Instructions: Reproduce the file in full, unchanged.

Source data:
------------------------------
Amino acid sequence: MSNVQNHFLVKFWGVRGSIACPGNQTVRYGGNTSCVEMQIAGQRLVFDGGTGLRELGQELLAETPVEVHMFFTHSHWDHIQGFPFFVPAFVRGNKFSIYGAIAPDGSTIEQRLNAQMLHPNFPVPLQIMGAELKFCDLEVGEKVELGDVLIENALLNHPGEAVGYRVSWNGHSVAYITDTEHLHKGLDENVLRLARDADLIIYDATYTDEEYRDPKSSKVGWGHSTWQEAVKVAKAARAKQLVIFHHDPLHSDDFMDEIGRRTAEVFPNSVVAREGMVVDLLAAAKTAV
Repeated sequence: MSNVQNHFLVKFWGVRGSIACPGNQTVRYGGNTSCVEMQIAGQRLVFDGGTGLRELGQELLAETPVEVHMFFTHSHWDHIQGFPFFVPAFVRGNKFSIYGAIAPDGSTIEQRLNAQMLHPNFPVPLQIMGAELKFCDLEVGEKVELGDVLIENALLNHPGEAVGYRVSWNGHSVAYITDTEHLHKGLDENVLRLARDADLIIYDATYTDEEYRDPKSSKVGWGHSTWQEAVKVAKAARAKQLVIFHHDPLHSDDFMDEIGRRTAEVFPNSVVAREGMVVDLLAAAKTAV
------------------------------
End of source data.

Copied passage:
Amino acid sequence: MSNVQNHFLVKFWGVRGSIACPGNQTVRYGGNTSCVEMQIAGQRLVFDGGTGLRELGQELLAETPVEVHMFFTHSHWDHIQGFPFFVPAFVRGNKFSIYGAIAPDGSTIEQRLNAQMLHPNFPVPLQIMGAELKFCDLEVGEKVELGDVLIENALLNHPGEAVGYRVSWNGHSVAYITDTEHLHKGLDENVLRLARDADLIIYDATYTDEEYRDPKSSKVGWGHSTWQEAVKVAKAARAKQLVIFHHDPLHSDDFMDEIGRRTAEVFPNSVVAREGMVVDLLAAAKTAV
Repeated sequence: MSNVQNHFLVKFWGVRGSIACPGNQTVRYGGNTSCVEMQIAGQRLVFDGGTGLRELGQELLAETPVEVHMFFTHSHWDHIQGFPFFVPAFVRGNKFSIYGAIAPDGSTIEQRLNAQMLHPNFPVPLQIMGAELKFCDLEVGEKVELGDVLIENALLNHPGEAVGYRVSWNGHSVAYITDTEHLHKGLDENVLRLARDADLIIYDATYTDEEYRDPKSSKVGWGHSTWQEAVKVAKAARAKQLVIFHHDPLHSDDFMDEIGRRTAEVFPNSVVAREGMVVDLLAAAKTAV